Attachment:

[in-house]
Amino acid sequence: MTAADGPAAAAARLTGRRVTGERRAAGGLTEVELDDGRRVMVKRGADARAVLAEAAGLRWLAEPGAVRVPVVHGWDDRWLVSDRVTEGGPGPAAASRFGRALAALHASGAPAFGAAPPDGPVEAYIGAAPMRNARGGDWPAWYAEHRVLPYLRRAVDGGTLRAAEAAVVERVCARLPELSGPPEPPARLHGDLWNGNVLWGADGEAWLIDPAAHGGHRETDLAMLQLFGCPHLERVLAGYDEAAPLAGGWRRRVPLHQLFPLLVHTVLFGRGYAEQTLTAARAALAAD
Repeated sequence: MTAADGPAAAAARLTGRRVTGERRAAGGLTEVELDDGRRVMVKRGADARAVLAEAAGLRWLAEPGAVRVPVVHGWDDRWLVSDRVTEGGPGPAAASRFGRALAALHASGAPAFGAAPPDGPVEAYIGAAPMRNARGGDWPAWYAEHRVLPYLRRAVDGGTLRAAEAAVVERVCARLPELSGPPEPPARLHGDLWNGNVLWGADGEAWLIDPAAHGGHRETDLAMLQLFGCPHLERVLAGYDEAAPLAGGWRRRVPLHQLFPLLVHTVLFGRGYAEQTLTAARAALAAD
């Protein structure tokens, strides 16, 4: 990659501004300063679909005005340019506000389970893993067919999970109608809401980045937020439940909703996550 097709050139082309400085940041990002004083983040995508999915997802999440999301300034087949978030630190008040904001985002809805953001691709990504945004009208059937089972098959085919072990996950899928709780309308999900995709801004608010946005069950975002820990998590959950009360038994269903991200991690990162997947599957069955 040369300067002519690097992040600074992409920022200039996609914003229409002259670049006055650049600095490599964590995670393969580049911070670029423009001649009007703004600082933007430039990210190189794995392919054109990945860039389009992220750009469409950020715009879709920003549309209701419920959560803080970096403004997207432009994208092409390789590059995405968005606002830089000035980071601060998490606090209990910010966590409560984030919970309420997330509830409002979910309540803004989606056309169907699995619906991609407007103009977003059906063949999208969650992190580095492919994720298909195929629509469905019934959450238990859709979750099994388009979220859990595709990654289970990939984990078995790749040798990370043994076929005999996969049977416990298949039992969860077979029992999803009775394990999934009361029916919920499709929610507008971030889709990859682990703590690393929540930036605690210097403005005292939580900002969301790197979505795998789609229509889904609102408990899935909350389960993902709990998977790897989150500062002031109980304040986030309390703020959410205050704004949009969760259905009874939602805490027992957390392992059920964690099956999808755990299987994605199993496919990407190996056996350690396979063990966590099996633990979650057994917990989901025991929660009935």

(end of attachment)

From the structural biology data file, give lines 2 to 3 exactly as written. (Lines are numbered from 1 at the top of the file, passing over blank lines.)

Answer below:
Amino acid sequence: MTAADGPAAAAARLTGRRVTGERRAAGGLTEVELDDGRRVMVKRGADARAVLAEAAGLRWLAEPGAVRVPVVHGWDDRWLVSDRVTEGGPGPAAASRFGRALAALHASGAPAFGAAPPDGPVEAYIGAAPMRNARGGDWPAWYAEHRVLPYLRRAVDGGTLRAAEAAVVERVCARLPELSGPPEPPARLHGDLWNGNVLWGADGEAWLIDPAAHGGHRETDLAMLQLFGCPHLERVLAGYDEAAPLAGGWRRRVPLHQLFPLLVHTVLFGRGYAEQTLTAARAALAAD
Repeated sequence: MTAADGPAAAAARLTGRRVTGERRAAGGLTEVELDDGRRVMVKRGADARAVLAEAAGLRWLAEPGAVRVPVVHGWDDRWLVSDRVTEGGPGPAAASRFGRALAALHASGAPAFGAAPPDGPVEAYIGAAPMRNARGGDWPAWYAEHRVLPYLRRAVDGGTLRAAEAAVVERVCARLPELSGPPEPPARLHGDLWNGNVLWGADGEAWLIDPAAHGGHRETDLAMLQLFGCPHLERVLAGYDEAAPLAGGWRRRVPLHQLFPLLVHTVLFGRGYAEQTLTAARAALAAD